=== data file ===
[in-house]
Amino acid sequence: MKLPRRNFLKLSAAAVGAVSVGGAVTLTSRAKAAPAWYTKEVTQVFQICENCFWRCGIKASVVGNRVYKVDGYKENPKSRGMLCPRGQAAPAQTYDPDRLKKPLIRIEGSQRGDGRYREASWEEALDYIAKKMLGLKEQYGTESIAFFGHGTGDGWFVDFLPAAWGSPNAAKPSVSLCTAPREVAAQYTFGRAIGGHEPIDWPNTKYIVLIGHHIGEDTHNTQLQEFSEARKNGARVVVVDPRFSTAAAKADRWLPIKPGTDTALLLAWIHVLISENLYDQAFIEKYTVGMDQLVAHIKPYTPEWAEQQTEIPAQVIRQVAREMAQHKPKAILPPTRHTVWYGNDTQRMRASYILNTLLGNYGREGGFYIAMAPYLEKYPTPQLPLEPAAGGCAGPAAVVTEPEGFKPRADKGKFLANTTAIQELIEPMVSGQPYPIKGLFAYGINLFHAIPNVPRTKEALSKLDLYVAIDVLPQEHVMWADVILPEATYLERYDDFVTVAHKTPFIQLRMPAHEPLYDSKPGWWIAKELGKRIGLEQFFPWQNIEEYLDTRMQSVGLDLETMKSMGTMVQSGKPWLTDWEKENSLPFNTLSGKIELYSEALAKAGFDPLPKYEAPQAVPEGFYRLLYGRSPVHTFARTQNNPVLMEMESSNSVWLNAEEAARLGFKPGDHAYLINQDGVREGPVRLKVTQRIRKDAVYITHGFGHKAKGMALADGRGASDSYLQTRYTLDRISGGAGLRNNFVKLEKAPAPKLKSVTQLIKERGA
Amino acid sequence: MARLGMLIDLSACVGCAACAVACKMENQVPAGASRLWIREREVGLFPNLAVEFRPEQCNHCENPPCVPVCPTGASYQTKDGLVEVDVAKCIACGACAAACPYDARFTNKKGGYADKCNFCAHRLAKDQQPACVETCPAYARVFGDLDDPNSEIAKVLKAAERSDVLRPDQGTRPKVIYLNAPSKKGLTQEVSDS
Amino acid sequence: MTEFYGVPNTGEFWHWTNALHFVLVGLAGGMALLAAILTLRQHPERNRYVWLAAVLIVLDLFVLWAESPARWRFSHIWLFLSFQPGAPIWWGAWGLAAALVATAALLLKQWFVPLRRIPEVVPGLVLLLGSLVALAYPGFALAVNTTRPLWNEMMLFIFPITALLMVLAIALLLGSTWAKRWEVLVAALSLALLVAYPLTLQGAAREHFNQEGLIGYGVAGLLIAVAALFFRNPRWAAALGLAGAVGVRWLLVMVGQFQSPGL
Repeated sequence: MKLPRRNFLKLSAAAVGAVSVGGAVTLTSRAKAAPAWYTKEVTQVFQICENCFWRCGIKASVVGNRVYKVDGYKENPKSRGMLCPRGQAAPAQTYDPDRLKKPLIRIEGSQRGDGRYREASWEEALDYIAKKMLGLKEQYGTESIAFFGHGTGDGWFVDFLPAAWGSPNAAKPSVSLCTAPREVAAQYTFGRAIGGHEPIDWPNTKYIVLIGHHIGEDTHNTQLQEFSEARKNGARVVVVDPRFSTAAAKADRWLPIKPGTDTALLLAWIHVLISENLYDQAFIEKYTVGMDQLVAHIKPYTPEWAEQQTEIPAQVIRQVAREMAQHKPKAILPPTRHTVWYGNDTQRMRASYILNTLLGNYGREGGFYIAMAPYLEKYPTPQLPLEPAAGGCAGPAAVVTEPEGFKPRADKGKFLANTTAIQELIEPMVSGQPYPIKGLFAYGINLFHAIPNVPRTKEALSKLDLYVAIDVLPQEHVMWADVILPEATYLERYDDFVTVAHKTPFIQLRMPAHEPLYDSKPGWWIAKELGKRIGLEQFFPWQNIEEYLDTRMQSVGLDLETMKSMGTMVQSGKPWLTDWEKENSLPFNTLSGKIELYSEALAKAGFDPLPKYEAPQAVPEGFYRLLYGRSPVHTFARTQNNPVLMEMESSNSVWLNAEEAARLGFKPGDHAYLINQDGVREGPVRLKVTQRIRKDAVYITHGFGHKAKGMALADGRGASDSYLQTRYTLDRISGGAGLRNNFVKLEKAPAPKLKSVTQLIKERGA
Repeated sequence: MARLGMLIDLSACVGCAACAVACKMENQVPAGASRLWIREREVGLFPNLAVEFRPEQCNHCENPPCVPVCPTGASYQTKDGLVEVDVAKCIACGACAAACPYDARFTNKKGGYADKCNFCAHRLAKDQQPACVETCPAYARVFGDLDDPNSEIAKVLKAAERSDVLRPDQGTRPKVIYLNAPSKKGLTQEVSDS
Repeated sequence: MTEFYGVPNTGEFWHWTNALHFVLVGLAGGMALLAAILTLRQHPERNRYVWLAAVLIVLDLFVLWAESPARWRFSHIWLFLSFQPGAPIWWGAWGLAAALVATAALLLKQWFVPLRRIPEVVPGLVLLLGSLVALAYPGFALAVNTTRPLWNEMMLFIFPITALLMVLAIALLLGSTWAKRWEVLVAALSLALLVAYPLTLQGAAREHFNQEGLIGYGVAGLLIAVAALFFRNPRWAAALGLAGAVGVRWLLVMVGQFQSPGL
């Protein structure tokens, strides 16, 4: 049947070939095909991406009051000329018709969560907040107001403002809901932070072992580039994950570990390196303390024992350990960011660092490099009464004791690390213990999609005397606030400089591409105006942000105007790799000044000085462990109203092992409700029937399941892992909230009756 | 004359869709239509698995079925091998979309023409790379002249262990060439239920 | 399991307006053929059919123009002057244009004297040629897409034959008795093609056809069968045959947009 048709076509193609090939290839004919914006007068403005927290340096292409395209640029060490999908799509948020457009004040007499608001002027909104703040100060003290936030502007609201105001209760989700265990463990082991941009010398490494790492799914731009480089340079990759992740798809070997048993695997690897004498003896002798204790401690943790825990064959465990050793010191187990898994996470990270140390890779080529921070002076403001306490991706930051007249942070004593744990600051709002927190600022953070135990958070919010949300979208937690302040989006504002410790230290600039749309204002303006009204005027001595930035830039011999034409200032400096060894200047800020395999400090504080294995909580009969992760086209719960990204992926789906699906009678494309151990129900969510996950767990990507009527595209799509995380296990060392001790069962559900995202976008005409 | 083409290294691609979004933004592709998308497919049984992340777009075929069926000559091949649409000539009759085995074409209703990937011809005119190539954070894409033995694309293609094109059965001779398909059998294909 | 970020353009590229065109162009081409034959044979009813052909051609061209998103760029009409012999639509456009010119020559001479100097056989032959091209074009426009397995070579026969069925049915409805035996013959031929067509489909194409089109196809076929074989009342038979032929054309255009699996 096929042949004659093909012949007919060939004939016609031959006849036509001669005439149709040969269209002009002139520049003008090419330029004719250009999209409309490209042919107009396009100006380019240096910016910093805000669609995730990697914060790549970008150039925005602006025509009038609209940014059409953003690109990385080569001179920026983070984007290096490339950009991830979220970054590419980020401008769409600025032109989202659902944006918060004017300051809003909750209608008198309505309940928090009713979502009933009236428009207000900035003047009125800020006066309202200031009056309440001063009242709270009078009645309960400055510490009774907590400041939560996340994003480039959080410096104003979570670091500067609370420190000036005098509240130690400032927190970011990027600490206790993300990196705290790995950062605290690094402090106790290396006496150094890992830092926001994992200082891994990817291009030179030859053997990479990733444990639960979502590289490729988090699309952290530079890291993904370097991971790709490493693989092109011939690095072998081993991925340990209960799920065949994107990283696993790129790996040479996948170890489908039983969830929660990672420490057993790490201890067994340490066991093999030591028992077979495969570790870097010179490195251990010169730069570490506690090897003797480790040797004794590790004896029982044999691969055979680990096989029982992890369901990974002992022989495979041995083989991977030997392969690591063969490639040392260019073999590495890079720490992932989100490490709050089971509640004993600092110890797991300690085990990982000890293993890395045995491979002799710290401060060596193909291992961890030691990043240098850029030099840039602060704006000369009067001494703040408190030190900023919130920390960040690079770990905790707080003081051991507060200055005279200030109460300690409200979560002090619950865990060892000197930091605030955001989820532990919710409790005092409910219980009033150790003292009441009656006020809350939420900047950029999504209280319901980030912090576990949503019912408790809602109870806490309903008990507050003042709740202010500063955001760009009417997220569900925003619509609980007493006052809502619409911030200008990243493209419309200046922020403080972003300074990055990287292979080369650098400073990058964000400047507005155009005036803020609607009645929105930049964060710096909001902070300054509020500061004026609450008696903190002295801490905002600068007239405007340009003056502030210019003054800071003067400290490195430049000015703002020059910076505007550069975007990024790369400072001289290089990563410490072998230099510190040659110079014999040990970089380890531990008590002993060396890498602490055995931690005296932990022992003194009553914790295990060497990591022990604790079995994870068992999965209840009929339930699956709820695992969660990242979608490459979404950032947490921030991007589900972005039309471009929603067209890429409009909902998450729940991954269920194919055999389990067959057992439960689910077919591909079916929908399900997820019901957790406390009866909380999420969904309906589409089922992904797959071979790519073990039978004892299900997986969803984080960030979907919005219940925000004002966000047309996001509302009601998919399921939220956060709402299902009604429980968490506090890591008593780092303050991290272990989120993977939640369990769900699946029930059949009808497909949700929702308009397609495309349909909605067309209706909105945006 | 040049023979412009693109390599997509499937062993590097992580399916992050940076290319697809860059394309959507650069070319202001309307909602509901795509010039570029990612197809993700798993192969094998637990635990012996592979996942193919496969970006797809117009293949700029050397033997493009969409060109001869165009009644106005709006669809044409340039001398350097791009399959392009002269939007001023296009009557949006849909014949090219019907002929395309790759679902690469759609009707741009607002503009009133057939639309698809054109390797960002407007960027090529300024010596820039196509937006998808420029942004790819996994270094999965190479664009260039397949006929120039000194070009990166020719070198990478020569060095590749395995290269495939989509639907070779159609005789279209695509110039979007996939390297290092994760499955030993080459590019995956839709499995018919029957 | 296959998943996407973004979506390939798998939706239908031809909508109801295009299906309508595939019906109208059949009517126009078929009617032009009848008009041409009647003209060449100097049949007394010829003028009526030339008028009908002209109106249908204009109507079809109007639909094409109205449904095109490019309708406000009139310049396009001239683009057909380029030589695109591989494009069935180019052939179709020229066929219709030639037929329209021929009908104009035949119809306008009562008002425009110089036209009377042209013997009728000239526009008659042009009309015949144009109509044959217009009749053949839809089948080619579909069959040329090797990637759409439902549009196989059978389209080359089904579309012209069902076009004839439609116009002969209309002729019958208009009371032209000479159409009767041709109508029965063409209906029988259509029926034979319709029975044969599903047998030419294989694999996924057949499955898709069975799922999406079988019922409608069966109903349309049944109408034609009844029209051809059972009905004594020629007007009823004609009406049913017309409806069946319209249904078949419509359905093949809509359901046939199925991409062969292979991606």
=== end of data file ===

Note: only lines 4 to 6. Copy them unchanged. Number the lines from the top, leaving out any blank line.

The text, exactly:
Amino acid sequence: MTEFYGVPNTGEFWHWTNALHFVLVGLAGGMALLAAILTLRQHPERNRYVWLAAVLIVLDLFVLWAESPARWRFSHIWLFLSFQPGAPIWWGAWGLAAALVATAALLLKQWFVPLRRIPEVVPGLVLLLGSLVALAYPGFALAVNTTRPLWNEMMLFIFPITALLMVLAIALLLGSTWAKRWEVLVAALSLALLVAYPLTLQGAAREHFNQEGLIGYGVAGLLIAVAALFFRNPRWAAALGLAGAVGVRWLLVMVGQFQSPGL
Repeated sequence: MKLPRRNFLKLSAAAVGAVSVGGAVTLTSRAKAAPAWYTKEVTQVFQICENCFWRCGIKASVVGNRVYKVDGYKENPKSRGMLCPRGQAAPAQTYDPDRLKKPLIRIEGSQRGDGRYREASWEEALDYIAKKMLGLKEQYGTESIAFFGHGTGDGWFVDFLPAAWGSPNAAKPSVSLCTAPREVAAQYTFGRAIGGHEPIDWPNTKYIVLIGHHIGEDTHNTQLQEFSEARKNGARVVVVDPRFSTAAAKADRWLPIKPGTDTALLLAWIHVLISENLYDQAFIEKYTVGMDQLVAHIKPYTPEWAEQQTEIPAQVIRQVAREMAQHKPKAILPPTRHTVWYGNDTQRMRASYILNTLLGNYGREGGFYIAMAPYLEKYPTPQLPLEPAAGGCAGPAAVVTEPEGFKPRADKGKFLANTTAIQELIEPMVSGQPYPIKGLFAYGINLFHAIPNVPRTKEALSKLDLYVAIDVLPQEHVMWADVILPEATYLERYDDFVTVAHKTPFIQLRMPAHEPLYDSKPGWWIAKELGKRIGLEQFFPWQNIEEYLDTRMQSVGLDLETMKSMGTMVQSGKPWLTDWEKENSLPFNTLSGKIELYSEALAKAGFDPLPKYEAPQAVPEGFYRLLYGRSPVHTFARTQNNPVLMEMESSNSVWLNAEEAARLGFKPGDHAYLINQDGVREGPVRLKVTQRIRKDAVYITHGFGHKAKGMALADGRGASDSYLQTRYTLDRISGGAGLRNNFVKLEKAPAPKLKSVTQLIKERGA
Repeated sequence: MARLGMLIDLSACVGCAACAVACKMENQVPAGASRLWIREREVGLFPNLAVEFRPEQCNHCENPPCVPVCPTGASYQTKDGLVEVDVAKCIACGACAAACPYDARFTNKKGGYADKCNFCAHRLAKDQQPACVETCPAYARVFGDLDDPNSEIAKVLKAAERSDVLRPDQGTRPKVIYLNAPSKKGLTQEVSDS